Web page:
This book seeks to provide the reader or tourist with insights on how the two worlds, tourism and cultural heritage management intersect, but also how they conflict in that they represent opposite sides of cultural tourism itself.
The book outlines for the reader that while tourism professionals evaluate the potential for profit, cultural management professionals evaluate the same assets for their value. Tourism represents the consumption of experiences and products. Cultural tourists want to consume a variety of cultural experiences and assets must be converted into something that tourists can utilize and enjoy, which is important to developing a successful and sustainable management of the cultural tourism product itself.
This book attempts to highlight the problems associated with the merging of both as well as offer suggestions or ways that the two can work together effectively and efficiently without causing damage to the asset itself due to environmental factors that tourism brings.
Tourism has extensive sociological, economic and political aspects to it everywhere in the world. Greater attention is now being given to tourisms overall social impact, which depending on the circumstances can be positive or negative depending on how tourism is both planned and/or managed. Education and knowledge are tantamount to the approach in attempting to avoid the problems associated with the negative impacts of tourism. A long-term commitment to the planning and management of heritage assets should anticipate the adverse impacts of tourism and develops guidelines that minimize problems that can affect the host communities or can be offensive to the culture. Not all tourists are alike.
Some seek very specific indulgences as it is not always about touring the local landmarks, or visiting attractions like theme parks. Some seek, sun, partying, relaxation or a combination of those activities. Depending on what the country or city offers in terms of enjoyment, to encourage tourism they must have the accommodations, amenities, transportation, knowledge based workers and effective cultural management that also preserves the ecological environments because without that, some of the world’s most ancient and precious relics, artwork, artifacts that are at risk and face possible extinction thus, robbing future generations of civilizations treasures.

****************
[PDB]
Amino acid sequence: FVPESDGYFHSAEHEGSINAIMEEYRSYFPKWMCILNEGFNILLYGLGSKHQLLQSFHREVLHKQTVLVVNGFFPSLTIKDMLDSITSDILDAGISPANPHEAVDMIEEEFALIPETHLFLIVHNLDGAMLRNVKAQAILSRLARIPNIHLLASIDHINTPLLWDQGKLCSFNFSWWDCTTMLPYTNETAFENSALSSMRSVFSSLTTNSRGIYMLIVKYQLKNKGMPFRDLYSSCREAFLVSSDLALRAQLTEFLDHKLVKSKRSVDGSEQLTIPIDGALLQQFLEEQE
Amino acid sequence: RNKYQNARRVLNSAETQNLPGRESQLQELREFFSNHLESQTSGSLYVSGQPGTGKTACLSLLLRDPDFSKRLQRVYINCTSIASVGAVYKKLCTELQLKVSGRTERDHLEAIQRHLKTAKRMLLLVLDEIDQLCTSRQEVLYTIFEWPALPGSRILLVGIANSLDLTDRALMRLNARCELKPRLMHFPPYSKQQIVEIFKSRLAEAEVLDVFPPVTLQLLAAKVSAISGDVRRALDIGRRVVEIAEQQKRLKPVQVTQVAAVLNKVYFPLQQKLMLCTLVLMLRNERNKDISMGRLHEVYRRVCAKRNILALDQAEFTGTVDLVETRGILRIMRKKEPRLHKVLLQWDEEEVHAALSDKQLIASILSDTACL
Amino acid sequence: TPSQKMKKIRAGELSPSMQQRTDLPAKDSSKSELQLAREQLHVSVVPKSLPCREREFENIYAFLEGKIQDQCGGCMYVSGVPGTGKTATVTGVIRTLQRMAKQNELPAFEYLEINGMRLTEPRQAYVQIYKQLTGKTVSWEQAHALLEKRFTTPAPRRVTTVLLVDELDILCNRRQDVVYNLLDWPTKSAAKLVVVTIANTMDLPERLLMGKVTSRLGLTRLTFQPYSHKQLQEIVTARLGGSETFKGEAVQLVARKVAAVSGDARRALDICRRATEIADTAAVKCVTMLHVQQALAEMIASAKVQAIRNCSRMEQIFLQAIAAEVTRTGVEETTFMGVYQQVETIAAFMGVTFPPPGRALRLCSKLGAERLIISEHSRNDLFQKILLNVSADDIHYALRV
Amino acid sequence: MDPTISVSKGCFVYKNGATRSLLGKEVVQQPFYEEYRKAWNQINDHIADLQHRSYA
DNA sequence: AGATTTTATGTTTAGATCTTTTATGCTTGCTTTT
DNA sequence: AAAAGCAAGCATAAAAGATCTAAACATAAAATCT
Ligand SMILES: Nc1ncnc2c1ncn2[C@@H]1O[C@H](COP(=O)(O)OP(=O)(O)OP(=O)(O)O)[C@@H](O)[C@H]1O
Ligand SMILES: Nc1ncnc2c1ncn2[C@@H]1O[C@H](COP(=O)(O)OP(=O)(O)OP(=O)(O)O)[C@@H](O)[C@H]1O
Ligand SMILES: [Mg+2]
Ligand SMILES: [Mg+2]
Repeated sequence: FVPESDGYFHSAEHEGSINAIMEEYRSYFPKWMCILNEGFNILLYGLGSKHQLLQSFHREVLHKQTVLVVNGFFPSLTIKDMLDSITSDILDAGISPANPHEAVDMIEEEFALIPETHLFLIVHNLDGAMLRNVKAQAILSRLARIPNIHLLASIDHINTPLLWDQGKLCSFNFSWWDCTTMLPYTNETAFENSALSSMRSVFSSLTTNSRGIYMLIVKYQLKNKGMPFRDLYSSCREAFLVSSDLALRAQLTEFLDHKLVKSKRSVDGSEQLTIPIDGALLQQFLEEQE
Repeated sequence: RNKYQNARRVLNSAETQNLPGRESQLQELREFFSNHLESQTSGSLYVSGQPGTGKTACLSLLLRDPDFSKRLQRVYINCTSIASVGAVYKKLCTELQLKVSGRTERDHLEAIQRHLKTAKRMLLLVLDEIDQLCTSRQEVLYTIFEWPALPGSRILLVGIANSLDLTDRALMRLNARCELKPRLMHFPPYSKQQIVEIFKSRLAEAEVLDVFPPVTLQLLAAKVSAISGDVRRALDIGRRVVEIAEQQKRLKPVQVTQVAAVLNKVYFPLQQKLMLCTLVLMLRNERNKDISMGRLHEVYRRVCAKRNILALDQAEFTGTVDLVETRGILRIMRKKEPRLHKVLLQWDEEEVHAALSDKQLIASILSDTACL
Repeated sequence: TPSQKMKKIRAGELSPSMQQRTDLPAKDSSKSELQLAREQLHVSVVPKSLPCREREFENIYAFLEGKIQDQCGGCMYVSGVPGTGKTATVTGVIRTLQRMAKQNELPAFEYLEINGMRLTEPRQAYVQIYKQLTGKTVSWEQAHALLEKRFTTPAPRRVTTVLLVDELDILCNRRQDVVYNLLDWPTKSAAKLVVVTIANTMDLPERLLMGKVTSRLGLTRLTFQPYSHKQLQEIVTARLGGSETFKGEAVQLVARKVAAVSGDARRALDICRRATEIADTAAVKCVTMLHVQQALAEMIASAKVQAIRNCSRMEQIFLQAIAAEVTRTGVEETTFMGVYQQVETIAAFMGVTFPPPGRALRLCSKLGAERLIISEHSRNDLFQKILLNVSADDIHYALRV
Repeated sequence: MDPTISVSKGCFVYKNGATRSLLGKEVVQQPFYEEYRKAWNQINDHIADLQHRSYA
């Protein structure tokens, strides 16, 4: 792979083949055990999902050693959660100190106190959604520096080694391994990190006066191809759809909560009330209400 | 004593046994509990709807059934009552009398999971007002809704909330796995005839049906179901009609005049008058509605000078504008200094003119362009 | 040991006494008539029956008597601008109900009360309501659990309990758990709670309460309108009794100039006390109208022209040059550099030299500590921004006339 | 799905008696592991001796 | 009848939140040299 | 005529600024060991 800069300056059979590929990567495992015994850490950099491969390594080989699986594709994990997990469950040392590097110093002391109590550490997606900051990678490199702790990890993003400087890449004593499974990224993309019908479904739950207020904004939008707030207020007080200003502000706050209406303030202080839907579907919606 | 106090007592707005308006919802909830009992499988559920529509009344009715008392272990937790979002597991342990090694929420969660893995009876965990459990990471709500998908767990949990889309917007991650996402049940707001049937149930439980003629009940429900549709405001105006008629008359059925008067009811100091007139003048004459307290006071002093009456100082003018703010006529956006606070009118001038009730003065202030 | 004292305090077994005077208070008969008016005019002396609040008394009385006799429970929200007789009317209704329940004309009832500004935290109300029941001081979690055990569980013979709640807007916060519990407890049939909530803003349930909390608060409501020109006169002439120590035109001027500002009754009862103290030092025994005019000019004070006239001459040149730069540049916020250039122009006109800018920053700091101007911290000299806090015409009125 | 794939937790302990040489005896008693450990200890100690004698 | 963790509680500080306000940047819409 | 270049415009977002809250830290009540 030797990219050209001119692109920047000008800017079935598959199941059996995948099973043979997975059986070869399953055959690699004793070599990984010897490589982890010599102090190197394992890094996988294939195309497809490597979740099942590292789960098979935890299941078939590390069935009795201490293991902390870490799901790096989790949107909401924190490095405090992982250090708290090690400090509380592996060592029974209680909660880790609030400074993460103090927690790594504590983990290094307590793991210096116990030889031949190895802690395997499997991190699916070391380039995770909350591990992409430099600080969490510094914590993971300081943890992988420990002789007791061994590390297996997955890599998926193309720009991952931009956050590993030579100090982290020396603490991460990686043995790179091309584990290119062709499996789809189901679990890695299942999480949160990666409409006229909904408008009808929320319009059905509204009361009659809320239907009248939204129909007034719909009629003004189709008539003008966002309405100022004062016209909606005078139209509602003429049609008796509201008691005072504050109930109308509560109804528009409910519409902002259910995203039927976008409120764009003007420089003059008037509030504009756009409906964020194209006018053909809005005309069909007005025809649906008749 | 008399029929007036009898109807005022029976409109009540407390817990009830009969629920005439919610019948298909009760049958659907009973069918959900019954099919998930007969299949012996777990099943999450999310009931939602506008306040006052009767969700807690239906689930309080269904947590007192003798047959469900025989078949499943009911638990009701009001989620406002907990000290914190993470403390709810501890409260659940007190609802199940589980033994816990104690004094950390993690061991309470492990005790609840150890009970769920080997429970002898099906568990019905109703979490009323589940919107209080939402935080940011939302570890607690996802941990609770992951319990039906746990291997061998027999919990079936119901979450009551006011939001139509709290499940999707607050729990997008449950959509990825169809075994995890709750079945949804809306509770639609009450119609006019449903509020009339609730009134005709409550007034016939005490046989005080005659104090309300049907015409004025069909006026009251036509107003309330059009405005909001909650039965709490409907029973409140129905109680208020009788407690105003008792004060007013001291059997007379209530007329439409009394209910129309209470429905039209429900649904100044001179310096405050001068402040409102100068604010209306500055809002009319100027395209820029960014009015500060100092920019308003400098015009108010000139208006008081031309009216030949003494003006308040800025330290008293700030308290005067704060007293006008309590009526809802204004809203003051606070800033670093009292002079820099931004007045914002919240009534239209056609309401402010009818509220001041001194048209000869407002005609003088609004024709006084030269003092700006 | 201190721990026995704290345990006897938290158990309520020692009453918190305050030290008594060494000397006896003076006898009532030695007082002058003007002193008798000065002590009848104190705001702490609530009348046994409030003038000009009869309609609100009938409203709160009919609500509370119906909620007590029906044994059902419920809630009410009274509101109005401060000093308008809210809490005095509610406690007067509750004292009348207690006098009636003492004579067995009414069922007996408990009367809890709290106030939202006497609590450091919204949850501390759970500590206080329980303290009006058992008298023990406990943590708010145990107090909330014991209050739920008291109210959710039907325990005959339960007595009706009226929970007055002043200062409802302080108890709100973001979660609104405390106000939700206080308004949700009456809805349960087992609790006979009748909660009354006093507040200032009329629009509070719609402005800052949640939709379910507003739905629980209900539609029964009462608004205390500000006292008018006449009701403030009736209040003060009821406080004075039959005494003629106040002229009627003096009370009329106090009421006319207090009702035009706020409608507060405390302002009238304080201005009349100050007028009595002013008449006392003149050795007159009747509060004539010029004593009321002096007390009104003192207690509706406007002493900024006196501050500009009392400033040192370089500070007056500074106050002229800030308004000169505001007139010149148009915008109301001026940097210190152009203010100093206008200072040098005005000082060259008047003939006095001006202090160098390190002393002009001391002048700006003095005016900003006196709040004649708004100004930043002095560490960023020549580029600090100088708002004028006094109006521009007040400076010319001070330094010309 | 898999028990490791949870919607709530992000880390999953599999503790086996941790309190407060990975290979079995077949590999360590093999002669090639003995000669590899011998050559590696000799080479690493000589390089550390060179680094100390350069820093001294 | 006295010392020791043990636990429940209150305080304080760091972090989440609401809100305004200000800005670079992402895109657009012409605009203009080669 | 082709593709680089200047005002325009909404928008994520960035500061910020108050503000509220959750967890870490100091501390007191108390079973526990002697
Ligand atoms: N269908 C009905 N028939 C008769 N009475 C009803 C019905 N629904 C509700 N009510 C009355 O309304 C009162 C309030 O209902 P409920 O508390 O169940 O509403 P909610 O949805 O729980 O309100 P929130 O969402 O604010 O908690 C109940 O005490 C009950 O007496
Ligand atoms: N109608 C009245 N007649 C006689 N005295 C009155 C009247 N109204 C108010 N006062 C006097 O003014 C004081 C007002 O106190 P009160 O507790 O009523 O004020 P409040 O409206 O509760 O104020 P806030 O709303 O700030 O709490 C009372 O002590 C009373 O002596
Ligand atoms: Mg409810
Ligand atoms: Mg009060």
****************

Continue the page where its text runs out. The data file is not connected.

The challenges that tangible materials referred to in the book face should welcome the study by another generation which can offer new ways to present and preserve it without causing further damage.
Respect for cultural heritages by tourists, are vitally important to the experience for other generations to come. The book lists five guidelines that the tourism products must provide for it to be successful:
1,A story must be told or associated with that product; 2.It must be able to be brought to life for the visitor; 3.Allow the visitor to participate in some way; 4.Relevant to the tourist; and 5.The product must be of quality and authentic. Overall, the book represents in a comprehensive way that tourism is a double-edged sword. Cultural tourism is the fastest growing segment of the industry and as more travelers can afford to visit global locales and seek to immerse themselves in many different cultures, the more problems it can bring.
The tourism industry also attempts to foster increased awareness of other cultural differences by promoting greater understanding and cooperation amongst all cultures. Tourism can also act as a bridge for largely neglected developing countries to generate employment opportunities for the poor, growth and a more viable economy on terms that do not run counter to its long-term interests.
The book illustrates the mutual dependence that exists between tourism and cultural heritage that has become more apparent. While cultural heritage creates a foundation for the growth of tourism, tourism itself has the power to generate funds that make the conservation efforts possible. Cultural heritage loses its meaning without an audience and a society participating in and benefitting from it. Ultimately, the success of how well the tourism and cultural heritage management work together is what will bring success to achieve the common goal of fostering better understanding and sustainable growth and the book has attempted to break down some barriers that have previously repressed partnership information.
The authors note in the Epilogue that their hope is that by fostering a better understanding of the legitimate interests of cultural heritage management within the tourism industry and of the legitimate interests of tourism within the cultural management sector, more professionals from both sectors will begin to appreciate the benefits of partnership.